‘I don’t know what they’re at’ – Healy-Rae on latest Covid-19 restrictions
When asked about recent current affairs in Ireland, particularly the response of the governmental figures to such events, independent TD Danny Healy-Rae simply says: “I don’t know what they’re at.”
He says this in response to two things: recent chaos over the resignations of Dara Calleary and Phil Hogan; and the latest Covid-19 restrictions, particularly in regards to pubs.
Yesterday (Thursday, August 27) at a Department of Health briefing, the Acting Chief Medical Officer Dr. Ronan Glynn said that the National Public Health Emergency Team (NPHET) could not see pubs that do not serve food being reopened next week as an option.
Healy-Rae said that “after all rural Ireland has endured, one thing after the next is just going to finish it”.
“I’m very worried the government will enforce more restrictions; I don’t know what they’re [members of government] at. I know there are so many publicans that want to open and people in rural Ireland are looking forward to meeting people again, having conversations over a couple of drinks.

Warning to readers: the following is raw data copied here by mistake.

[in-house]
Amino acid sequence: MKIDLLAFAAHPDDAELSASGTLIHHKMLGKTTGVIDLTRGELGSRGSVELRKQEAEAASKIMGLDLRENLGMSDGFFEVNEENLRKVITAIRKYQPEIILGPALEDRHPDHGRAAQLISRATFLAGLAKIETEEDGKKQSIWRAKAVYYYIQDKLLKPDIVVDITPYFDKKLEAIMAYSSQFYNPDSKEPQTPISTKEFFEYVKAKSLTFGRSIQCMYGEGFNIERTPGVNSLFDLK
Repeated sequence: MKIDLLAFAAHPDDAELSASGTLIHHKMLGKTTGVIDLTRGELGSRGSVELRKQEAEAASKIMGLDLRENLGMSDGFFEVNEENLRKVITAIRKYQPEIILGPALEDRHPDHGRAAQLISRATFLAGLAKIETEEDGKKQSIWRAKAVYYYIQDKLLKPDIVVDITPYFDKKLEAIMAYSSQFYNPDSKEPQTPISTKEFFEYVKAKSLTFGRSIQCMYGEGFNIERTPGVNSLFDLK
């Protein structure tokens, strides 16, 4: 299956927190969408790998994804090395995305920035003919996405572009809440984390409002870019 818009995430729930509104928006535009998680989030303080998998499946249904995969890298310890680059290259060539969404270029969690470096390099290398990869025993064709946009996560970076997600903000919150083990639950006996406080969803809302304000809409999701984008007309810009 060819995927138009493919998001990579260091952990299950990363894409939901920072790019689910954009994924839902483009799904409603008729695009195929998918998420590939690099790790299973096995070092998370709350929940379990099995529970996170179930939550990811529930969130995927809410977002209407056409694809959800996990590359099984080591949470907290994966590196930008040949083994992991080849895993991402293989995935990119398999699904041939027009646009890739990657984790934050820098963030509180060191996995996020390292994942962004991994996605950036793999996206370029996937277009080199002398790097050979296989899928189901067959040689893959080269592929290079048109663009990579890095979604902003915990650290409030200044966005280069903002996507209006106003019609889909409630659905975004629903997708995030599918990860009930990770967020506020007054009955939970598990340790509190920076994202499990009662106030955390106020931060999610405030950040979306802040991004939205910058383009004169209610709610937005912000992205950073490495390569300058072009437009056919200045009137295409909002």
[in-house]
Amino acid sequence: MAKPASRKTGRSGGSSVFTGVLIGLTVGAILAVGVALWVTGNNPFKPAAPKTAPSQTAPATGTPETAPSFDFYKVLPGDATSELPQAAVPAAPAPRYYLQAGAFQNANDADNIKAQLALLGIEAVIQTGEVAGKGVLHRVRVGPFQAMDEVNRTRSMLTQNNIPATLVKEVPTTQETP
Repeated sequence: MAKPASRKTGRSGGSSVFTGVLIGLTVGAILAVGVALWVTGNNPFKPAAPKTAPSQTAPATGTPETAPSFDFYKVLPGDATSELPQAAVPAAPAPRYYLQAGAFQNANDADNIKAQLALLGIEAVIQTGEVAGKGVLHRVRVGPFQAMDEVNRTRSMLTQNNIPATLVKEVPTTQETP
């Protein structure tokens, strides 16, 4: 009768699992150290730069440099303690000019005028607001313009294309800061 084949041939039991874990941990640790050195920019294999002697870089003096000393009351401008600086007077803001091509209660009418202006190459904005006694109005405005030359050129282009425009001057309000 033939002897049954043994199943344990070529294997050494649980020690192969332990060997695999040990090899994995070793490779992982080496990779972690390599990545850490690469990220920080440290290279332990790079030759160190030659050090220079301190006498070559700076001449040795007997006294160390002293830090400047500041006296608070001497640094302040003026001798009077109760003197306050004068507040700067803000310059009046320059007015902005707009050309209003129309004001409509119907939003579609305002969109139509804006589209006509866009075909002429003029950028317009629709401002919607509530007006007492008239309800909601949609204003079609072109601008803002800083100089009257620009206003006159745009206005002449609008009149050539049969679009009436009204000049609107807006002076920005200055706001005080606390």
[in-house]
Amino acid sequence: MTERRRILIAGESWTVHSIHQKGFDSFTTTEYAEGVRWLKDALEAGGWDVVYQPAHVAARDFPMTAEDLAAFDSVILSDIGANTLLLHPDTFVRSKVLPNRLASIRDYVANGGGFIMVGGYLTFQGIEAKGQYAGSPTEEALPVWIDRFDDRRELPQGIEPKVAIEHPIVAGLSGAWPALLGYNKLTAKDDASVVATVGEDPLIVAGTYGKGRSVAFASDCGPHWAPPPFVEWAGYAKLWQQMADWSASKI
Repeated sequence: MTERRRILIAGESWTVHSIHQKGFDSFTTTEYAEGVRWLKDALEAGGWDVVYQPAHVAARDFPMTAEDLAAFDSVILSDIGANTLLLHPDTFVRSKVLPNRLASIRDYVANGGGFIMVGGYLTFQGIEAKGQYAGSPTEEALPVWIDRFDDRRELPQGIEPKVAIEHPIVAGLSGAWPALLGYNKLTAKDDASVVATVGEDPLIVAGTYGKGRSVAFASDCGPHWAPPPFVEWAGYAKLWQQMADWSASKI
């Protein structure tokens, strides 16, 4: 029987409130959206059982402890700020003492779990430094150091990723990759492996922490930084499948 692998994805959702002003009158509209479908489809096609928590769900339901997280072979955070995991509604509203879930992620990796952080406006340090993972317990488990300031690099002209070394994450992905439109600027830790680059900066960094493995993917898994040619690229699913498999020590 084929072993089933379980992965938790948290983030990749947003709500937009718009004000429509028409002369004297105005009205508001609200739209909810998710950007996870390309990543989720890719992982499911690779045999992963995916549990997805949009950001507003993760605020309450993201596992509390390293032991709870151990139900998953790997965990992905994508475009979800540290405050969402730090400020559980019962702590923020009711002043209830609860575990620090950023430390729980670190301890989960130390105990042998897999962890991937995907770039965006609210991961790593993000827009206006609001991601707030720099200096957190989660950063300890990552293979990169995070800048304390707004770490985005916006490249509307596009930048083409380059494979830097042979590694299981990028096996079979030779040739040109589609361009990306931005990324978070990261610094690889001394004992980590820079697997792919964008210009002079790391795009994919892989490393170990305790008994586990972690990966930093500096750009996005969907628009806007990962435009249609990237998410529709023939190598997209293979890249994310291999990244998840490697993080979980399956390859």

They’re being denied that – and it’s completely unnecessary and I don’t believe it would have any bearing on the spread of the virus if they were open.
“After all that has happened and all that rural Ireland has endured, this is just another huge blow.
“I’m fearing people won’t be the same after all this.”
The deputy said he feels what the government is getting “badly wrong” is allowing travel, even if it is restricted with quarantine rules in place.
‘It’s very concerning for farmers what they’ve seen’
Healy-Rae said it is “very concerning for farmers” seeing both Dara Calleary and Phil Hogan resign within the last week, following the mounting pressure from the fallout of their attendance at the Oireachtas Golf Society event.
“This is shocking like; no one could make it up,” the deputy said about the resignations.
He said his hope is that the next minister will be “from a rural county”.
To be fair, and this is not in any way discriminatory, people who come from areas of good land and in the good counties have several different options for farming, whether it being grain, dairy and so on.
“The places I’m looking at, farmers are tied to sucklers and sheep and that’s really it.
“These farmers need assistance and need someone who was brought up in that kind of county to understand what’s needed to help those people and to know what they’re up against.
“It’s a terror I’ve to start with a new minister again raising issues.”
The deputy added that although he was “never an admirer of Phil Hogan”, who has resigned from the role of European Commissioner for Trade, he is “worried on behalf of the people of Ireland trying to farm that they may lose some of the benefits they were to have”.